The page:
Because of that, though, she's not blind to the fact that he's thoughtless, careless, and should never be in charge of people less durable than him. He is a one-man team, not a captain. Genin under his control would either get to do nothing, as he'd be the one fielding all the danger, or they would die, when Naruto forgot to keep an eye on him.

He's lucky that Sakura and Sasuke and Hatake are strong enough to keep up with him.

Ino knows she can't.

She can out-think him, out-plot him, out-sneak him. Her chakra is strong and her skills are exemplary.

But she just doesn't have the sheer power needed to keep up with him in the field.

Sakura does. Sasuke does. Hatake falls behind but he always catches up-his experience evening out the power imbalance.

If she wanted to, she could waste time by being envious, but Ino knows her own talents and pushes them to their limit instead of dwelling on what she can't have. She's gotten good at that lesson, the moment she'd realized that Sakura would far-outstrip her in the medical arts.

(There were so many good reasons to know some medical jutsu. Ino was glad she did. But back when she'd first decided to learn, her primary goal had been Sakura and wanting to catch up to her.

These days, Ino is glad she's found better reasons.)

Ino slides very, very carefully into the back of Naruto's mind. Far more carefully than she'd treated the entrance into Hatake's mind and definitely more carefully than she'd slid into Sasuke's mind. The reason isn't that Naruto will notice her, though him doing so, in an unusual turn of events wouldn't shock her, but the real reason has to do with his passenger.

She really, really doesn't want to be obliterated by the Kyuubi.

The demon fox is a frothing, red-hot swirl of chakra and rage and burns around Naruto, even when it can't be seen. In the depths of Naruto's mind, it's even worse and Ino can feel the sentience against her mind, like a pulse.

Being out-classed by Naruto is irritating and aggravating even though Ino has worked hard to get where she is and enjoys her missions and her life far more than she thinks she'd enjoy Naruto's. Being out-classed by the Kyuubi doesn't bother her one whit because the Kyuubi is inhuman and terrible and horribly, horribly dangerous.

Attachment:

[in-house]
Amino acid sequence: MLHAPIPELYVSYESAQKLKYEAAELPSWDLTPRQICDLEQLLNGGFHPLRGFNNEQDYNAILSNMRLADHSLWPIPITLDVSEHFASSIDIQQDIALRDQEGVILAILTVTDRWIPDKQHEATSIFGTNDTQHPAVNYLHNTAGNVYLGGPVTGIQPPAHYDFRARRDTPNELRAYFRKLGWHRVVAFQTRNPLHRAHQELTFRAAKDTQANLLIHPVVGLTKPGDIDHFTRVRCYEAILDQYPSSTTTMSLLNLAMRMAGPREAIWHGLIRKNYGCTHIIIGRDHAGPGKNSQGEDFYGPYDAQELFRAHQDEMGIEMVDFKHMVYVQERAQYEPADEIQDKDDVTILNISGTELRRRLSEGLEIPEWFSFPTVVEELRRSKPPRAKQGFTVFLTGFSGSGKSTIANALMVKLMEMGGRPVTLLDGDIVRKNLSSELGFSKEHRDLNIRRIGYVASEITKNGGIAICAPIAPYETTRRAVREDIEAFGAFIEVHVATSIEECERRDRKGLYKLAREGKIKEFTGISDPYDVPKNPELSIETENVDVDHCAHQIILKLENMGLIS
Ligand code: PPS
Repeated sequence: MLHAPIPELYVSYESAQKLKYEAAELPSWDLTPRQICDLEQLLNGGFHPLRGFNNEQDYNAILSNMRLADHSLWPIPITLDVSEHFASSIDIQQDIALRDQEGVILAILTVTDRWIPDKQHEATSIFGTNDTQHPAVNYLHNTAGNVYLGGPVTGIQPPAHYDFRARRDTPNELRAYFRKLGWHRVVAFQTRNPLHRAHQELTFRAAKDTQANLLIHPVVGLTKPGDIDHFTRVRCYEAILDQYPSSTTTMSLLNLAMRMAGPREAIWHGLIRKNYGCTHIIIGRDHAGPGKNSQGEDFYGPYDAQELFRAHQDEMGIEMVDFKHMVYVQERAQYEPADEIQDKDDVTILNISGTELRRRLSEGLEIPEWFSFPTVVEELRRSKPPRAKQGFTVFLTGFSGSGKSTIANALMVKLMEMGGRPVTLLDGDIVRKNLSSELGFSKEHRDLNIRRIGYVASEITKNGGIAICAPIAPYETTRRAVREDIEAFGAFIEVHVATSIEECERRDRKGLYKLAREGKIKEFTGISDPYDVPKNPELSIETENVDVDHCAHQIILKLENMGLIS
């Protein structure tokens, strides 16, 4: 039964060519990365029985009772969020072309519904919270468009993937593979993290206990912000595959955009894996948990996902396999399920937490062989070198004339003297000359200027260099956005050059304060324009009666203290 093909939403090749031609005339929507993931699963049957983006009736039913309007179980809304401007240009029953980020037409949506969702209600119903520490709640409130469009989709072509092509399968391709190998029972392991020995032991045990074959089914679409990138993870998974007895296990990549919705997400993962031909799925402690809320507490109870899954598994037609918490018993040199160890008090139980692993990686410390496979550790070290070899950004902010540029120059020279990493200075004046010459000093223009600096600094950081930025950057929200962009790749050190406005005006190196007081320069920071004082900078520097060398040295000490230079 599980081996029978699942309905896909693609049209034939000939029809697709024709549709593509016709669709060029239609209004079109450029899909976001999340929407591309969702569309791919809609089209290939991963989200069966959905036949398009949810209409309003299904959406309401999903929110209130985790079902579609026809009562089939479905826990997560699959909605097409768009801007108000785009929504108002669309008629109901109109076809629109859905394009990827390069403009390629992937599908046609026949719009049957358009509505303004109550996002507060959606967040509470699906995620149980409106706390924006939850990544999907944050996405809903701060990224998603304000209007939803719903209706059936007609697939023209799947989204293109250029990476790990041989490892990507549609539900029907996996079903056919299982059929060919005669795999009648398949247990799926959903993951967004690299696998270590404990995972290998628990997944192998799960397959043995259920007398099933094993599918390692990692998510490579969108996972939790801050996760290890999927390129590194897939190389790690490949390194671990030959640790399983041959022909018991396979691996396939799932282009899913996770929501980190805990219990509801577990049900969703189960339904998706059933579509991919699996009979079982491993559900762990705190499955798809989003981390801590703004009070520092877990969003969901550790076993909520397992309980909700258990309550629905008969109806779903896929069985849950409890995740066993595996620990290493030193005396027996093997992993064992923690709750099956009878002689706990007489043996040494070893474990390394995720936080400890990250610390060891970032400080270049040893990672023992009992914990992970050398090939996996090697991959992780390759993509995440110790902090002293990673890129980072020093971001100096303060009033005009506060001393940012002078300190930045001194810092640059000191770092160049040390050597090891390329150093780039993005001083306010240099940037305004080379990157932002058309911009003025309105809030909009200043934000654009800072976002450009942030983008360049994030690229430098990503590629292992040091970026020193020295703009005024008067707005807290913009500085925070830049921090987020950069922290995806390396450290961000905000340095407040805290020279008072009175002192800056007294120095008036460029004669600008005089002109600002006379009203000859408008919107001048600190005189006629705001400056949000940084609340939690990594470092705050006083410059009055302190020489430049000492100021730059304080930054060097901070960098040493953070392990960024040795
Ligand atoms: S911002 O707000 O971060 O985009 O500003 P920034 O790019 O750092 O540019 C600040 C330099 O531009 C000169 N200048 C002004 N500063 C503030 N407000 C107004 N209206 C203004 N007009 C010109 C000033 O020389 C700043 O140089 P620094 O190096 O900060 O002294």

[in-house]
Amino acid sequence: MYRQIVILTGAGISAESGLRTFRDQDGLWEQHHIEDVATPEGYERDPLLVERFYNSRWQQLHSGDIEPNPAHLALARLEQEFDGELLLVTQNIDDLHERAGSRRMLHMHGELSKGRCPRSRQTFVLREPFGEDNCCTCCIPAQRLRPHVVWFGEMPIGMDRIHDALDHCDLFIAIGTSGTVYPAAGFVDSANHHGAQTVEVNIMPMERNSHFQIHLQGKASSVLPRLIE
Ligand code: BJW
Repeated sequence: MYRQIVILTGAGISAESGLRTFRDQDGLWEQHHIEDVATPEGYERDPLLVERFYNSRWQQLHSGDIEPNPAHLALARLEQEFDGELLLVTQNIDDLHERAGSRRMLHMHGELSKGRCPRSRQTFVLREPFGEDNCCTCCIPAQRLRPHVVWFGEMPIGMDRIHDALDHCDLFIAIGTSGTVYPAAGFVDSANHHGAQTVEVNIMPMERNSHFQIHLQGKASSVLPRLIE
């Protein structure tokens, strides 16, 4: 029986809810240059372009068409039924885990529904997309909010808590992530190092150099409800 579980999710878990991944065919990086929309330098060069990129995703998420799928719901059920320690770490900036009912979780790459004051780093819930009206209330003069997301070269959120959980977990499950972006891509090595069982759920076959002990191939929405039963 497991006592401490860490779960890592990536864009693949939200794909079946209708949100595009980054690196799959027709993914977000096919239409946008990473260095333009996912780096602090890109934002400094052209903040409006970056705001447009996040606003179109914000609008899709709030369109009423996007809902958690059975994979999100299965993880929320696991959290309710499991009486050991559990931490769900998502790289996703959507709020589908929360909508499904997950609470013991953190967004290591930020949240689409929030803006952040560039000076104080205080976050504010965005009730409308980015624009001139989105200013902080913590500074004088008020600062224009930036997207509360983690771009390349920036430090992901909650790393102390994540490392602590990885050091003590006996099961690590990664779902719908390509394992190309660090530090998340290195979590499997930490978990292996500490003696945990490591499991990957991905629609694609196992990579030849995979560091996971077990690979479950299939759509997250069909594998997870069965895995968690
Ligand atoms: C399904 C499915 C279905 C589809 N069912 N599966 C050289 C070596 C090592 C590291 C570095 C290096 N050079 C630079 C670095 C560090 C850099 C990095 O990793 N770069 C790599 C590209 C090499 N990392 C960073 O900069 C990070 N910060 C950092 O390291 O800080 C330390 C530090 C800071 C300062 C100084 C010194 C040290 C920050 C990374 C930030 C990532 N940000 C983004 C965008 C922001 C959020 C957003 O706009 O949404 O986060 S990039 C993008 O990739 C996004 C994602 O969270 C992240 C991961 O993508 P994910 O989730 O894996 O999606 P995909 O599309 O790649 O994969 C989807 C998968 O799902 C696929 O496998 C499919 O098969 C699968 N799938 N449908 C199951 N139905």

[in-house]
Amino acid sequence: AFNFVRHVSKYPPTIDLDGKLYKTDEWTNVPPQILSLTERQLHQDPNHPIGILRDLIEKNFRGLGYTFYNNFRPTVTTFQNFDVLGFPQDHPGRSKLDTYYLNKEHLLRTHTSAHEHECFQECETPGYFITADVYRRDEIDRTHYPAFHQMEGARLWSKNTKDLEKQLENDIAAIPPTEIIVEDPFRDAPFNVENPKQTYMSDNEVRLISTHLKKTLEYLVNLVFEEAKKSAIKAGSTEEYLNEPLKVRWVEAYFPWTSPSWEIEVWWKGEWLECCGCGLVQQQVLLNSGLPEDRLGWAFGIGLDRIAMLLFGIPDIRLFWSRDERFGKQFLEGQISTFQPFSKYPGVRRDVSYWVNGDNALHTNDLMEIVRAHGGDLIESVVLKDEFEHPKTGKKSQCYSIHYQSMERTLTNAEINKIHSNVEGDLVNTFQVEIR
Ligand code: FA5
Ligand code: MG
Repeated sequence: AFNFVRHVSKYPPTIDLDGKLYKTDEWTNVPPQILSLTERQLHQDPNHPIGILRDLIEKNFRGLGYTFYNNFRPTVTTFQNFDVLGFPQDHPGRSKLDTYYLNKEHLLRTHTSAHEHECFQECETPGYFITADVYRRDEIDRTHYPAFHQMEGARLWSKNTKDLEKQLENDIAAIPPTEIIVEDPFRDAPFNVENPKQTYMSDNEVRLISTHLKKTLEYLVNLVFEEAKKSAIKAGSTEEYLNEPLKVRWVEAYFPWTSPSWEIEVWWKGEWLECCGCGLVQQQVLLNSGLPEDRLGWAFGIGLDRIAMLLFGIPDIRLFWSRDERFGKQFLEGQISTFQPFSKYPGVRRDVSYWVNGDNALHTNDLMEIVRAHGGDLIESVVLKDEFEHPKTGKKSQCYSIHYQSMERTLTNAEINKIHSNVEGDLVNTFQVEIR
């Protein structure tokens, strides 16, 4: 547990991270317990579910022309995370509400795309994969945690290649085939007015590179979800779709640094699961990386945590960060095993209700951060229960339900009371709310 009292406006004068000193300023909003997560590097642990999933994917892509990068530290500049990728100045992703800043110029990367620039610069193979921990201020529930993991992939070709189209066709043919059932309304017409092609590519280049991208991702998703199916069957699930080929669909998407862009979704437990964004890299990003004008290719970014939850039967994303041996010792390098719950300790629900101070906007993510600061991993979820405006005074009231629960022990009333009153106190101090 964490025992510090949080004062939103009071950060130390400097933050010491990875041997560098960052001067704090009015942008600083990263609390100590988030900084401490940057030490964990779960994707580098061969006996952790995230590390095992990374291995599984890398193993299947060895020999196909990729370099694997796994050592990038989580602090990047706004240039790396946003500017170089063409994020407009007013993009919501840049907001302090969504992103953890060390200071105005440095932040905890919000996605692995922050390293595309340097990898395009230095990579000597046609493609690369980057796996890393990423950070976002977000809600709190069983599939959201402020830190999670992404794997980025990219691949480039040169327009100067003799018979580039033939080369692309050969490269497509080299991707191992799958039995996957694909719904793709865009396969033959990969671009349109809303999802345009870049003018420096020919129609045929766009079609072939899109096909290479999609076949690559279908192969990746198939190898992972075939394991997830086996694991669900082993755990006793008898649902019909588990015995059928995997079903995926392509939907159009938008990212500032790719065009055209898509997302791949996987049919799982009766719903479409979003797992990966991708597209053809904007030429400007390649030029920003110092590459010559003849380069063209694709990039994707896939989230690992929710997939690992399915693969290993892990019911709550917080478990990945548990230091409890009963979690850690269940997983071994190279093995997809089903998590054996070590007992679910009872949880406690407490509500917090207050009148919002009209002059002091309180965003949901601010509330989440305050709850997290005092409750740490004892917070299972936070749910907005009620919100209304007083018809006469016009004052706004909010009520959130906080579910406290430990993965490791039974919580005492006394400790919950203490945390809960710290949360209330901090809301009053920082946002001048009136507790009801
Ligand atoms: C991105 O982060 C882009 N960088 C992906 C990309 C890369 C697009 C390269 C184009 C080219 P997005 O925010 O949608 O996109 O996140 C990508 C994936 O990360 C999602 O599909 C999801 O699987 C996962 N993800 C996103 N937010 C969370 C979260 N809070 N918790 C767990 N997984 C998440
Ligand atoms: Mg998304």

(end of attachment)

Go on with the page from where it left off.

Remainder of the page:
Even with her thoughts tightly safe-guarded against the Kyuubi's power, Ino is careful to keep Naruto's mind between her and it as much as possible.

When she's settled and, she deems, reasonably safe, Ino begins sifting through Naruto's mind cautiously. His thoughts, like himself, are bold, brash, and unfettered. The lack of organization is appalling, though Ino supposes she should be grateful since that will make it harder for the Kyuubi to notice her, and Naruto's thoughts blare uncomfortably loud.

Like he's always shouting, only in his own mind, there's no one to hear him.

(Except the Kyuubi, but Ino prefers not to think about that. How often does the Kyuubi answer?)

Mostly, what strikes her the hardest is how lonely Naruto is. It's different, from Sasuke, whose loneliness is all wrapped up in guilt and the (true) belief that he needs to atone. It's different from Hatake's loneliness which is wound tight around misery and choked by grief.

Ino tries to remember a time when she's thought Naruto looked lonely and comes up with nothing. But then, she admits, she never paid that much attention to him.

Digging around a bit more provides her with more context. Like Sasuke, Naruto wants a family more than anything else—more, even, than being Hokage, which surprises her a bit.

While she left Hatake's mind quickly and Sasuke's mind out of boredom, Ino lingers in the back of Naruto's mind for a few days, keeping careful tabs on him and avoiding his passenger.

When she leaves him, she leaves reluctantly. Her schedule is in tatters, now, after leaving Hatake early and staying late in Naruto's mind. She'll have to wing it, going forward. (But Ino has always been good at making it up as she goes along.)

Ino does not (yet) love him. She is honest enough to admit (privately) that she could come to do so. It's unsettling.

Leaving Naruto puts in her a thoughtful mood that she sets aside after a few hours of time to herself. She'll have to consider it later, after her mission. Ino collapses backwards on her bed, stares up at her ceiling, and then reaches out with her mind.

Sliding into Sakura's mind is like pulling on an old glove. Ino knows Sakura's mind the way she only knows two others. (Hers and her father's.)